You just conflated her arguments @Jason. She said that if someone tells you to check your privilege, it doesn’t mean that that he/she is trying to undermine your character and imply that you’re a bad person. Possibly in the same way that teachers might remind students to check if their opinions expressed in their papers are biased. But if you are given that constructive criticism, and you still refuse to check it, then you ARE arrogant, ignorant and entitled.

  3. Jason G Reply

    May 13, 2014 at 7:35 pm

    By the way, you might find this article interesting:

    http://owningyourshit.blogspot.com/2011/05/female-privilege-checklist.html

    • Tiana Miller-Leonard Reply

      May 14, 2014 at 8:43 pm

      I actually did find that interesting, and parts of it did really make me think. With the exception of some of his points that I think are blatantly wrong, I agree that many of the things he lists are legitimate issues facing men that should be addressed (I don’t want to comment on his section about religion and circumcision because I am not religious and pretty uninformed about the issue and therefore have no context to judge that situation, so just assume I am leaving that part out of my reaction). I suppose it is fair to say that in certain domains of society women have advantages or even privileges. However, I have a couple of problems with the concept “female privilege.” First, this list completely ignores the fact that many of these issues men face are the negative backlash of setting up a society that keeps men in power. What I mean is, designing gender roles so that men are the ones primarily in control and in the public sphere hurts men because it denies them the benefits that accompany the domestic sphere and attributes that are considered feminine. I don’t like the fact that men are expected to pay for dates (and I don’t expect men to pay for me and often ask that they don’t), because that comes from the assumption that men make more money and are responsible for women–that women are dependent on men. The fact that men are restricted from showing emotion or are the victims of suspicion around children comes from the idea that women should be the primary homemakers and parents while men are the breadwinners and the policy-makers and the workers, etc. I don’t like that either and I think men lose out, but it does not derive from a system that is biased in favor of women. Second, when considering the idea of gender privilege it is important to look at the greater structure of society. When women are overrepresented in the elite–in politics, business, entertainment, etc–come talk to me about female privilege. We still live in a place where men are overwhelmingly in control (just like we still live in a place where white people are overwhelmingly in control), and that negates the idea that women have privilege over men. If I grow up and have sons I definitely don’t want them to have to face these issues, but I think that many of them come from the same root cause that I fight against as a feminist.

      I apologize for not making a more thorough, line-by-line response to that article. It’s just really long and that would take forever.

      Also, regarding your other comment: my entire point was that his “ilk” does not refer to all white men, but specifically the entitled, arrogant, ignorant white men that I especially can’t stand. The white men who are aggressively white.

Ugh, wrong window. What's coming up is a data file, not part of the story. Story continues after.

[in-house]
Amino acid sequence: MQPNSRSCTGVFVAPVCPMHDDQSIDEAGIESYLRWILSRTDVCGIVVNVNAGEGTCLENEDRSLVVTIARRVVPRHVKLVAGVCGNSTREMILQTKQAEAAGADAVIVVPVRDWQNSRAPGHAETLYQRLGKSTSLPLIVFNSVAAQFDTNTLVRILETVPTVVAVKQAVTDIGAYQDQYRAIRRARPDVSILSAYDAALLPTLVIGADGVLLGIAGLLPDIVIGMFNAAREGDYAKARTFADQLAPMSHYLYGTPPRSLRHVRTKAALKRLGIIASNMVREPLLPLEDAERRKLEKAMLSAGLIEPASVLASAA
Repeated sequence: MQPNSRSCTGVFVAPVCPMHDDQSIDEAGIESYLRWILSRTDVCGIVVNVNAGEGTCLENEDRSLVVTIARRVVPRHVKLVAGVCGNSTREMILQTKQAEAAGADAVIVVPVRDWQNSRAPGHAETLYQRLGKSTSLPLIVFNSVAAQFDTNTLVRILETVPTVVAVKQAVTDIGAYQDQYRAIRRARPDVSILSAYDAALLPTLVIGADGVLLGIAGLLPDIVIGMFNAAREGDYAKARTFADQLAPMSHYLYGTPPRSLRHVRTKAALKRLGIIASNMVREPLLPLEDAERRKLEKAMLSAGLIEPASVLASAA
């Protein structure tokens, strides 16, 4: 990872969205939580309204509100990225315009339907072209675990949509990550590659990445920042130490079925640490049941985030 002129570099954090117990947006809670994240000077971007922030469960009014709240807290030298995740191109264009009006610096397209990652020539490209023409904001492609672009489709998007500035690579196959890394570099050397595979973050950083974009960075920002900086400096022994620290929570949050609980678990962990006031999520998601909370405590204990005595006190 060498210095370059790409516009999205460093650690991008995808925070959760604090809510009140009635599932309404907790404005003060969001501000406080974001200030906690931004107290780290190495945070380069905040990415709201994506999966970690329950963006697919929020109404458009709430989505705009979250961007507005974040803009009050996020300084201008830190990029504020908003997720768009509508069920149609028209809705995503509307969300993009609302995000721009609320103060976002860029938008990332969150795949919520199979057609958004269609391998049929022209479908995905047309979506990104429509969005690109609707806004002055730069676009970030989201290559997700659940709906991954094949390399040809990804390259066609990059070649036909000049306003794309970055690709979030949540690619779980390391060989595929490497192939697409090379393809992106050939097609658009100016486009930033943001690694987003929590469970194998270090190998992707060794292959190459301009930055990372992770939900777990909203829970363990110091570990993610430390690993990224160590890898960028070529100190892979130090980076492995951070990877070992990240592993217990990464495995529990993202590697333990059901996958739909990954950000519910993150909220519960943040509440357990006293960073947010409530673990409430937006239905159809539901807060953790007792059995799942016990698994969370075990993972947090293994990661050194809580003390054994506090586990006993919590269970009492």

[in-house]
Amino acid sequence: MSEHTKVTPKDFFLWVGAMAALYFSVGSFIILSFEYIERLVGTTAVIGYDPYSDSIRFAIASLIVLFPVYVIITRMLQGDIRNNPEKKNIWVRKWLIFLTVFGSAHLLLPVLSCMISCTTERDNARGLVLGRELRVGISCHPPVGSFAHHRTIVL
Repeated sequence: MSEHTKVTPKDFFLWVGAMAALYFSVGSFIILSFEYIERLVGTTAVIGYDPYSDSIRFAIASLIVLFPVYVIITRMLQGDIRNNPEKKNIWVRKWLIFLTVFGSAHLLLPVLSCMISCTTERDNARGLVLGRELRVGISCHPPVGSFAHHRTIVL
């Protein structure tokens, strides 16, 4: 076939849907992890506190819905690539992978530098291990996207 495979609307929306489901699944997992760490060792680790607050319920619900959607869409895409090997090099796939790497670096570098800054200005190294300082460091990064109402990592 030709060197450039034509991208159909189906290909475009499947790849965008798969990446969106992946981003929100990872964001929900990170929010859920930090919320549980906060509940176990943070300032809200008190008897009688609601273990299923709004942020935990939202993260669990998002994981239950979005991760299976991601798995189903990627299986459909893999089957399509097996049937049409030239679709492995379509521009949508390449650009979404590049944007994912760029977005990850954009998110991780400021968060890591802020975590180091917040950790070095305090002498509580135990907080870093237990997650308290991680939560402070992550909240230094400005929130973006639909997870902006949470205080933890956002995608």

• J Reply

      May 15, 2014 at 10:08 am

      This is a really interesting article. Thanks! I think her list is spot on and nicely reflects the concept of privilege.

      So, since you agree with this, you must also agree that white and male privilege exist and that they benefit everyone who is white or male, correct?

  4. Susan Reply

    May 11, 2014 at 1:08 am

    I like this article, I agree with it, and I think it’s well written. I wish the author had given more information about Tal Fortgang and who he is and what he said. I am no longer a UCSB student and maybe if I had been at campus I would understand the reference to this guy, but as a reader living in LA I have no idea who he is or what your interaction with him was like to have inspired this article. If any other readers have more questions about white privilege I would recommend reading essays by Tim Wise.

    • Brian Reply

      May 11, 2014 at 7:25 am

      Susan, Tal is a student at Princeton who recently wrote a piece for a campus paper on why he would not apologize for his privilege. The piece was subsequently picked up by TIME and sparked a fairly large national discussion.

  5. J Reply

    May 10, 2014 at 12:27 am

    Maybe Tal would have an easier time understanding privilege if social justice warriors would do a better job of explaining it rather than repeating obnoxious catchphrases like “check your privilege.” You’re taking an accusing tone with someone who has the power to ignore you and suffer no consequences. Do you really think that’s the best way to make things better?

  6. Miguel Reply

    May 9, 2014 at 6:56 pm

    I think the author confuses white privilege with white guilt.

    We all face obstacles in life. We will all face real or perceived injustices in life. And we will do so in varying degrees whether through genetics, family situations, financial status, place of birth, bad luck, etc. Most people try to do the right thing and do right by others, especially as they grow older and learn from their experiences while overcoming their own obstacles as well as from learning how others overcame theirs. Rather than lecturing and admonishing individuals for their point of view, especially if you feel the individual is good in their heart but perhaps a bit misguided, I suggest using reasoned influence. Foisting societal ills on someone just because they are of a certain race (white or perhaps Asian) or gender won’t win you over many people. Unfortunately, you seem to feel guilt that you are dealing with by projecting it upon people who don’t share that same guilt. You’re only accomplishing to breed resentment rather than the understanding that you claim as your goal.

  7. Jason G Reply

    May 9, 2014 at 5:45 pm

    Wow, I’m a white man and this article totally won me over! I’m going to check my privilege every day for the rest of my life. I love being told I’m not a bad person only a few sentences before being called arrogant, ignorant, and entitled. Thank you, Tiana. You really inspired me to become a NEW ME.